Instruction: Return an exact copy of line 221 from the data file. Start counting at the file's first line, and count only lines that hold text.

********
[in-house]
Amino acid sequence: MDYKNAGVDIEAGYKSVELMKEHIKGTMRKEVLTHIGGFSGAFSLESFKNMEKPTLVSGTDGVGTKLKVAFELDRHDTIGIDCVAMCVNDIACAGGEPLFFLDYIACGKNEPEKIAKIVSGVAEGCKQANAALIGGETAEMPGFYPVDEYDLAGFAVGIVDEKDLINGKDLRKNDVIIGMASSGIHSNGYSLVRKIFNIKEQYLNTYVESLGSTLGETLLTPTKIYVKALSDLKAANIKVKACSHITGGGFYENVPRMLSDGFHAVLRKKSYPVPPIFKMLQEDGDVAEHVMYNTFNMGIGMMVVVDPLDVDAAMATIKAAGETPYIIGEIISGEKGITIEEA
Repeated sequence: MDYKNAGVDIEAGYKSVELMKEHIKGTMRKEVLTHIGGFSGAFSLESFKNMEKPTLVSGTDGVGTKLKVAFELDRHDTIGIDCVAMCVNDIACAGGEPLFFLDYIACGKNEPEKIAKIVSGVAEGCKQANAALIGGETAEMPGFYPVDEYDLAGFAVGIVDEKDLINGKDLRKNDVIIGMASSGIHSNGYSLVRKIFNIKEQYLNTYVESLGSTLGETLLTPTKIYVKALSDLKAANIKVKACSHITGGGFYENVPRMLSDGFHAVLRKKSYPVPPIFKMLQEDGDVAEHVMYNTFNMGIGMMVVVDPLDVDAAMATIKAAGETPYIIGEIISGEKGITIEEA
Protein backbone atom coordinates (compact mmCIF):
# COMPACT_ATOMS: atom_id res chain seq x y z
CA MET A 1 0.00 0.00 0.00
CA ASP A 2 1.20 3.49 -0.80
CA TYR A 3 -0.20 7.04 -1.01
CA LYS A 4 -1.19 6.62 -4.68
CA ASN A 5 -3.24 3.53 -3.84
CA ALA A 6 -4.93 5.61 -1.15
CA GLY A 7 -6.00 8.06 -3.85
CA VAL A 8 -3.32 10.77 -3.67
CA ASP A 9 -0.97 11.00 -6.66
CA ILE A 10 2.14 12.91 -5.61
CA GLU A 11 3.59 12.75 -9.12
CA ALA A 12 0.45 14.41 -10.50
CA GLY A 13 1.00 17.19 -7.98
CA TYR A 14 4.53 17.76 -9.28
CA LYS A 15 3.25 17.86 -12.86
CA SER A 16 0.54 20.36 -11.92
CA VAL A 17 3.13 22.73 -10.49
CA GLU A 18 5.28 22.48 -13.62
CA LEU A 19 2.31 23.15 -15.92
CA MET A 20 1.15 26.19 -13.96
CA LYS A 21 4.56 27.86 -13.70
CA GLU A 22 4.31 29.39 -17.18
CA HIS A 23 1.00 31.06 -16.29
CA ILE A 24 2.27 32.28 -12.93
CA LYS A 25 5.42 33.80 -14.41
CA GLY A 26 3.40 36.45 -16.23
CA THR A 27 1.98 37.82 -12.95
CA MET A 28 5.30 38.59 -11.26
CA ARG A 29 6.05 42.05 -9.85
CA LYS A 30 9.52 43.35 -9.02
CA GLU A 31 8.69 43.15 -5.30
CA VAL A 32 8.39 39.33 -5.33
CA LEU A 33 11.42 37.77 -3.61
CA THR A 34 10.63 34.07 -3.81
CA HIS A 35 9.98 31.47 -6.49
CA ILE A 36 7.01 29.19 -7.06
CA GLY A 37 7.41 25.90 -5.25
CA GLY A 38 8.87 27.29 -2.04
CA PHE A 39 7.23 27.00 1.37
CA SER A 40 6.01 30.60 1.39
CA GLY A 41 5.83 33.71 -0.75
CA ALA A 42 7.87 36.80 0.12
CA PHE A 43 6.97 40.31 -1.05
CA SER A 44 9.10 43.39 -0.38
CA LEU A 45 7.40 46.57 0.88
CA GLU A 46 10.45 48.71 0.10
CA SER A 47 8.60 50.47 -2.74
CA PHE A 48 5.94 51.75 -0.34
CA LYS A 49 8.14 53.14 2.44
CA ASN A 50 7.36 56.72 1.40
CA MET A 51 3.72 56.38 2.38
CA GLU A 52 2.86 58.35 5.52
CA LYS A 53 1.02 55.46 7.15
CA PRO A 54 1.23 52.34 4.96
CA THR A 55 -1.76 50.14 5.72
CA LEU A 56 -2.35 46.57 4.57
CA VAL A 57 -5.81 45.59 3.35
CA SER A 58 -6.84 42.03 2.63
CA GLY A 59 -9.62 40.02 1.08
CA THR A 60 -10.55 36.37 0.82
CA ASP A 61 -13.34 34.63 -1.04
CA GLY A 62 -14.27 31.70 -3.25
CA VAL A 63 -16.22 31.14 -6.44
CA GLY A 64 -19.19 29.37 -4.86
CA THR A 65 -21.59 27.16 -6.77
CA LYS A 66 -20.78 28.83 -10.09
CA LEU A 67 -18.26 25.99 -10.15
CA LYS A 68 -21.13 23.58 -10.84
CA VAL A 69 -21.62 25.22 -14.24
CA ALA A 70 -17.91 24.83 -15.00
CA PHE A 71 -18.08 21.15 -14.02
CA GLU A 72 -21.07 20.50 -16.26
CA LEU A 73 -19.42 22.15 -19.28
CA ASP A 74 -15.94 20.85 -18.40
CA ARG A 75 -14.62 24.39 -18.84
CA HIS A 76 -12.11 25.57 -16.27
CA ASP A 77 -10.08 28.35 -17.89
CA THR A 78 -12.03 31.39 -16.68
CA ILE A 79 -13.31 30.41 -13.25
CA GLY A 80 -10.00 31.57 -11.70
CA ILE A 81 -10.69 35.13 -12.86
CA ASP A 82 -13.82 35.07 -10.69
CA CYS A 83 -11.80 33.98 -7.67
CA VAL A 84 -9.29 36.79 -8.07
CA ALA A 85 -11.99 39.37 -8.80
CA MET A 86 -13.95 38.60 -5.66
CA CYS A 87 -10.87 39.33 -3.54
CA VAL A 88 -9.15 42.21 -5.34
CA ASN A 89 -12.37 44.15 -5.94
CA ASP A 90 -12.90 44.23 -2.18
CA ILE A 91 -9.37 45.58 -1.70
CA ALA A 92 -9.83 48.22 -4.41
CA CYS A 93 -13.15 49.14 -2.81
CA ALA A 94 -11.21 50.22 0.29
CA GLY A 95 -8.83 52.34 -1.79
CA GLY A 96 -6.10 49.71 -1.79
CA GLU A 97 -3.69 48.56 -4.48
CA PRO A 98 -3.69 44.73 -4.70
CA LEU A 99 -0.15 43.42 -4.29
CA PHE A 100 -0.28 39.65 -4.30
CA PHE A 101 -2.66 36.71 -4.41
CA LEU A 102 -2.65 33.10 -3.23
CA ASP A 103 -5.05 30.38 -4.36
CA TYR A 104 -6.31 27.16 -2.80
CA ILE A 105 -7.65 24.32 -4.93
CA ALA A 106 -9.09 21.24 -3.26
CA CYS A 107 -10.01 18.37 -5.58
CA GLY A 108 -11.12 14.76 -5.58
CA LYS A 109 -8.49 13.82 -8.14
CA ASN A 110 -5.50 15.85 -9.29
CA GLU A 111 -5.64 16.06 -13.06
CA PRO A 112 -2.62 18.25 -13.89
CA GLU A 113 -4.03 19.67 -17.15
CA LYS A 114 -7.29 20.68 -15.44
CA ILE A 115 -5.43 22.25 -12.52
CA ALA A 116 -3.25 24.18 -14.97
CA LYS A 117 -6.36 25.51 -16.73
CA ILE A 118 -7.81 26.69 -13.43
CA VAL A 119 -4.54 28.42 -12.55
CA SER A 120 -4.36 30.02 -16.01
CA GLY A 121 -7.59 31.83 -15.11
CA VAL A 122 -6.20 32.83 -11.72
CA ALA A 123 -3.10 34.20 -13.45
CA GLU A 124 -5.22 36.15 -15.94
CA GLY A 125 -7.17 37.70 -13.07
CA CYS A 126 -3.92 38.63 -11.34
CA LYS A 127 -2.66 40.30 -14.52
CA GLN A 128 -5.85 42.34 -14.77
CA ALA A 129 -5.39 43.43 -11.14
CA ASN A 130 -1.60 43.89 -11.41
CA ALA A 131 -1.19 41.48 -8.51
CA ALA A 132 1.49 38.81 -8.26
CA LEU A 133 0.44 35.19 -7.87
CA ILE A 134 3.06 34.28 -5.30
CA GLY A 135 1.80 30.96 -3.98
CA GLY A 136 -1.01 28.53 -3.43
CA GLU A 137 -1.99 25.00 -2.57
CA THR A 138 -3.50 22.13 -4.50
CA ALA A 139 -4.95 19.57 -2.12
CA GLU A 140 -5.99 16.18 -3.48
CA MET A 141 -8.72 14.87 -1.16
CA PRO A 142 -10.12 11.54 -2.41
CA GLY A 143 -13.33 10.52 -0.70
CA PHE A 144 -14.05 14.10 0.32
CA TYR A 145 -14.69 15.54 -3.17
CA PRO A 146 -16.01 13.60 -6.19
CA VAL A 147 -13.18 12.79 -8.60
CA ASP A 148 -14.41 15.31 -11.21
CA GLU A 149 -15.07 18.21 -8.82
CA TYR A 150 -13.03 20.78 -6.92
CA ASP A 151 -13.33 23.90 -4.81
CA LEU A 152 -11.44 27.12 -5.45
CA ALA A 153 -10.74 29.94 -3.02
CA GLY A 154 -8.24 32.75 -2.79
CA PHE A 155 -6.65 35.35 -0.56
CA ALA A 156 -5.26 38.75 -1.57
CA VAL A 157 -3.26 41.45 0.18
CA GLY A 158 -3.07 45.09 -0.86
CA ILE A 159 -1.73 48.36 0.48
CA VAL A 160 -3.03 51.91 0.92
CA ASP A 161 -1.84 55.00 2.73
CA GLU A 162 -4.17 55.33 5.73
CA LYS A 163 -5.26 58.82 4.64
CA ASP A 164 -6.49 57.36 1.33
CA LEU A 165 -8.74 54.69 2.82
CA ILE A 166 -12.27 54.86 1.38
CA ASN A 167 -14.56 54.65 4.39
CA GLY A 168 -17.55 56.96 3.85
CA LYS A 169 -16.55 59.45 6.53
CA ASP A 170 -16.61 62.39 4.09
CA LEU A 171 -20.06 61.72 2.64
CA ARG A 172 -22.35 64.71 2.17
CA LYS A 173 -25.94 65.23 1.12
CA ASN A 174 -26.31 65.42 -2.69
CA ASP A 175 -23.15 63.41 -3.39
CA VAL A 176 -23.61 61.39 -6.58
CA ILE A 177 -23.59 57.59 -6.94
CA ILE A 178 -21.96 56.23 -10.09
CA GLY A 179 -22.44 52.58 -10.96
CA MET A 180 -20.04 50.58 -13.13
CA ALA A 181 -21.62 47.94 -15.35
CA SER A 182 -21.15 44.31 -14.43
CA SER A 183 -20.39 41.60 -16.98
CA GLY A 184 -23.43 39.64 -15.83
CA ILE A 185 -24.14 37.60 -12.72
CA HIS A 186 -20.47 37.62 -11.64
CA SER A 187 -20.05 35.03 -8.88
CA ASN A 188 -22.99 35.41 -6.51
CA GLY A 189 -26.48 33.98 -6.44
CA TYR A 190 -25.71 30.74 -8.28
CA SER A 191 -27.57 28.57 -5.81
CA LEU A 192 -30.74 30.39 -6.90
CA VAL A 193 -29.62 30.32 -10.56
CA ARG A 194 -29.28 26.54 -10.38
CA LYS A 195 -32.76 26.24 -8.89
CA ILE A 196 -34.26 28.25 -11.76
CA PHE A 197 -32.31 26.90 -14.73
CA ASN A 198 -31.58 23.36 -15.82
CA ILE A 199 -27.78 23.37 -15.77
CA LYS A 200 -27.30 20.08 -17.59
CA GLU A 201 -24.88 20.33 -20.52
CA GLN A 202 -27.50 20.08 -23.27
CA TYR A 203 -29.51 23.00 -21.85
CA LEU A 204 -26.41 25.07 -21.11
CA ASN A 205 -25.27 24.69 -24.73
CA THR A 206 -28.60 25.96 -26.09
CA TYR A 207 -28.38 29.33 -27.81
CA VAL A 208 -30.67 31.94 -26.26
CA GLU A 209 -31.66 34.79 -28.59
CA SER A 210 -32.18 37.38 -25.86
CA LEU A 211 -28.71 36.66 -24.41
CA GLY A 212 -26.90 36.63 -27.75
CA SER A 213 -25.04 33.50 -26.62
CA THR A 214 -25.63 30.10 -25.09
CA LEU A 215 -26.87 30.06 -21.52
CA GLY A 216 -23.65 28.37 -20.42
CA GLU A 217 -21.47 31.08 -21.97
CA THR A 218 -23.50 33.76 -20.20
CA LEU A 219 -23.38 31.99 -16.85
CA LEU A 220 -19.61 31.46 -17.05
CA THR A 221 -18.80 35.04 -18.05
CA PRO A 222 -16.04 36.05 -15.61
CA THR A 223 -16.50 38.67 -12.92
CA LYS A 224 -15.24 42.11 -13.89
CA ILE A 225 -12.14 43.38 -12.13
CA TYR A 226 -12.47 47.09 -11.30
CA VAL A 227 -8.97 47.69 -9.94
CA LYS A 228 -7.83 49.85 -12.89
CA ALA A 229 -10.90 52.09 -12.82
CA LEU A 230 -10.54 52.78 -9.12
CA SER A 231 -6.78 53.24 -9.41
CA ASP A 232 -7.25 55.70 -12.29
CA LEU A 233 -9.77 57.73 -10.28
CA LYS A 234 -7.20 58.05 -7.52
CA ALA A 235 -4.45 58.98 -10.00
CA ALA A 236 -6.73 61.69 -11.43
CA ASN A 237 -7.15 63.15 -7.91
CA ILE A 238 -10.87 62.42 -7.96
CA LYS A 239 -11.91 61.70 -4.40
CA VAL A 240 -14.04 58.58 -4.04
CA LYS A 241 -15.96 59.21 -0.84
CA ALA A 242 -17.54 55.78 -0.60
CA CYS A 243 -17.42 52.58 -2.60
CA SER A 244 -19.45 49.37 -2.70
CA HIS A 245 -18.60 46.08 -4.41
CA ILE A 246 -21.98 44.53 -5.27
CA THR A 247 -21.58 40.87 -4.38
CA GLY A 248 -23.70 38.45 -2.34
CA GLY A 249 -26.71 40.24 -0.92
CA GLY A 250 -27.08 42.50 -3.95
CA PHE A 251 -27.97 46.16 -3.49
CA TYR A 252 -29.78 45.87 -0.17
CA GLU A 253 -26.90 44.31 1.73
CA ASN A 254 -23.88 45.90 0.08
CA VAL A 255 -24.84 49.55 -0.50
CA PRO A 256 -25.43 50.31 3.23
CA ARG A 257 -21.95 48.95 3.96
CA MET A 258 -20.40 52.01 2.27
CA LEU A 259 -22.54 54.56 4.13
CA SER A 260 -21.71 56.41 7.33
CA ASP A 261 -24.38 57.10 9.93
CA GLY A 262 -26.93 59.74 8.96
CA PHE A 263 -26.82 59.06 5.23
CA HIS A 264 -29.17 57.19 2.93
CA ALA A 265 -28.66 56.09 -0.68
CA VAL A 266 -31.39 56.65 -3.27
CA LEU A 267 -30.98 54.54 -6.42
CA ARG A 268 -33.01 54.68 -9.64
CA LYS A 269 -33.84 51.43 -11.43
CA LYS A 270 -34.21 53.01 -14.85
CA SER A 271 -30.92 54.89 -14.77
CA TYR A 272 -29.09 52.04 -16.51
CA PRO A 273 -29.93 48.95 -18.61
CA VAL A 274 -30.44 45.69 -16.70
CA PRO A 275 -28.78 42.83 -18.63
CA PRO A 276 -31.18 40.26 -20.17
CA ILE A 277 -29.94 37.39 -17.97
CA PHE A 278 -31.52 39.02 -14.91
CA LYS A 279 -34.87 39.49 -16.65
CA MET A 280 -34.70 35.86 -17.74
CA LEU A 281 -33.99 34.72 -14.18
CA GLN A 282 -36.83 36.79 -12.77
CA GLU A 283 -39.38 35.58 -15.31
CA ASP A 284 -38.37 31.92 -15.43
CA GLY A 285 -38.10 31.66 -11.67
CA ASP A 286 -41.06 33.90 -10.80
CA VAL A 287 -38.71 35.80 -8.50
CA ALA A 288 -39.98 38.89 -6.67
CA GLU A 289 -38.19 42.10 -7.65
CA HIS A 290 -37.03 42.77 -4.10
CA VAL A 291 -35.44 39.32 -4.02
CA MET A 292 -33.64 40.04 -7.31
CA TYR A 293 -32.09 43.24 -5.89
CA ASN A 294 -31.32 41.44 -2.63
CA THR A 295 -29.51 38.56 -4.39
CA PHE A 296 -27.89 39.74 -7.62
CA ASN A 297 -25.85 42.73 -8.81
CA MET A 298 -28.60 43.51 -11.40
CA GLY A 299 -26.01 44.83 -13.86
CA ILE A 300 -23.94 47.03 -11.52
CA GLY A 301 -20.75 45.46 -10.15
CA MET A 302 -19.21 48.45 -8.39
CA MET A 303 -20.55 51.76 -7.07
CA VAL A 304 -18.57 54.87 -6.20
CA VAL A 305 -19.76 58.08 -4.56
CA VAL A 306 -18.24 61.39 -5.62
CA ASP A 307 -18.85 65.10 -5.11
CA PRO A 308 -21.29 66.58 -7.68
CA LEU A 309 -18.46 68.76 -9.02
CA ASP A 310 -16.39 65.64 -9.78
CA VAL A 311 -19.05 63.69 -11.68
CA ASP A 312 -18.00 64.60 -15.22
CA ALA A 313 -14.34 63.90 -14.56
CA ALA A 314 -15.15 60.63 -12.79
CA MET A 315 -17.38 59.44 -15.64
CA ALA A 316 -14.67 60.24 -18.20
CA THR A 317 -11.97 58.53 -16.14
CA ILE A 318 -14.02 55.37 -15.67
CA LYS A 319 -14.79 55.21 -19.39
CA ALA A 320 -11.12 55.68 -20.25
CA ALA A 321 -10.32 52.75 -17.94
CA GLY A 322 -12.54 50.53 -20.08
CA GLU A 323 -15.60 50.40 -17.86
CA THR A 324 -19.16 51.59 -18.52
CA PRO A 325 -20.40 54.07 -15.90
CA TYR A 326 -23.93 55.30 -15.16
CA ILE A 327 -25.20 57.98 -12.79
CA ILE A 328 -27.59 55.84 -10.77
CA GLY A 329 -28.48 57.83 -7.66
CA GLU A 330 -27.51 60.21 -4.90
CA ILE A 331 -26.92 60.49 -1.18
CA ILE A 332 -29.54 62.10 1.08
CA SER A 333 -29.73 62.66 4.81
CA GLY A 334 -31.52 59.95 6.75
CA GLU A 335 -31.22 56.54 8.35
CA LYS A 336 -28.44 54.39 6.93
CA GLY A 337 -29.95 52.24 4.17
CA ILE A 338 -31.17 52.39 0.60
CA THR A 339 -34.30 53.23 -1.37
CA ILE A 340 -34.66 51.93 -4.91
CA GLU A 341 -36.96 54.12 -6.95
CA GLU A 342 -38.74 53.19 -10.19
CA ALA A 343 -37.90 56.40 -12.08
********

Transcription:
CA GLY A 216 -23.65 28.37 -20.42